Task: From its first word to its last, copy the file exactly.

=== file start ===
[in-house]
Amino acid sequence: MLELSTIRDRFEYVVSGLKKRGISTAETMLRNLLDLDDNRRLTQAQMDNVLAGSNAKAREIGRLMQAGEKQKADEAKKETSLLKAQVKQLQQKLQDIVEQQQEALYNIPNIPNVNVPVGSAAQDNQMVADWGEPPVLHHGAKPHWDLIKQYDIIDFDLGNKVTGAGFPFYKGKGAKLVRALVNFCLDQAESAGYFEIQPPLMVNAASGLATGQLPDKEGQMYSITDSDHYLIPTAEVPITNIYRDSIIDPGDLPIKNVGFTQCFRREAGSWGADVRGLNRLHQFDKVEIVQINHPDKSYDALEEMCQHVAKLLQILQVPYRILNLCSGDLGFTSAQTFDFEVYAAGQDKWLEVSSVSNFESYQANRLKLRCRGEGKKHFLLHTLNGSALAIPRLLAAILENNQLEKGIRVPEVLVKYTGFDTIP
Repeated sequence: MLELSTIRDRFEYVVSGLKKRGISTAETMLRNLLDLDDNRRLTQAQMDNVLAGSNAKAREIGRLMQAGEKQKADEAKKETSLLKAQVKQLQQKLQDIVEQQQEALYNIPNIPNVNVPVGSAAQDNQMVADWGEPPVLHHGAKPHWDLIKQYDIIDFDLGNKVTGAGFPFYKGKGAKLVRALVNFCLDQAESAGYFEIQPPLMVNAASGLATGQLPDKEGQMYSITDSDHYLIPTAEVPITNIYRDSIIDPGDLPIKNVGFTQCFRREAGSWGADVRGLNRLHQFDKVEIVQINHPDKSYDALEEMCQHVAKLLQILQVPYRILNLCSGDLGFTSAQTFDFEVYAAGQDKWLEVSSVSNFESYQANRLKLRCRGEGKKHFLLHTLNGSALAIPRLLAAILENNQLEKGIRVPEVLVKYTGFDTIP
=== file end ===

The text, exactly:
[in-house]
Amino acid sequence: MLELSTIRDRFEYVVSGLKKRGISTAETMLRNLLDLDDNRRLTQAQMDNVLAGSNAKAREIGRLMQAGEKQKADEAKKETSLLKAQVKQLQQKLQDIVEQQQEALYNIPNIPNVNVPVGSAAQDNQMVADWGEPPVLHHGAKPHWDLIKQYDIIDFDLGNKVTGAGFPFYKGKGAKLVRALVNFCLDQAESAGYFEIQPPLMVNAASGLATGQLPDKEGQMYSITDSDHYLIPTAEVPITNIYRDSIIDPGDLPIKNVGFTQCFRREAGSWGADVRGLNRLHQFDKVEIVQINHPDKSYDALEEMCQHVAKLLQILQVPYRILNLCSGDLGFTSAQTFDFEVYAAGQDKWLEVSSVSNFESYQANRLKLRCRGEGKKHFLLHTLNGSALAIPRLLAAILENNQLEKGIRVPEVLVKYTGFDTIP
Repeated sequence: MLELSTIRDRFEYVVSGLKKRGISTAETMLRNLLDLDDNRRLTQAQMDNVLAGSNAKAREIGRLMQAGEKQKADEAKKETSLLKAQVKQLQQKLQDIVEQQQEALYNIPNIPNVNVPVGSAAQDNQMVADWGEPPVLHHGAKPHWDLIKQYDIIDFDLGNKVTGAGFPFYKGKGAKLVRALVNFCLDQAESAGYFEIQPPLMVNAASGLATGQLPDKEGQMYSITDSDHYLIPTAEVPITNIYRDSIIDPGDLPIKNVGFTQCFRREAGSWGADVRGLNRLHQFDKVEIVQINHPDKSYDALEEMCQHVAKLLQILQVPYRILNLCSGDLGFTSAQTFDFEVYAAGQDKWLEVSSVSNFESYQANRLKLRCRGEGKKHFLLHTLNGSALAIPRLLAAILENNQLEKGIRVPEVLVKYTGFDTIP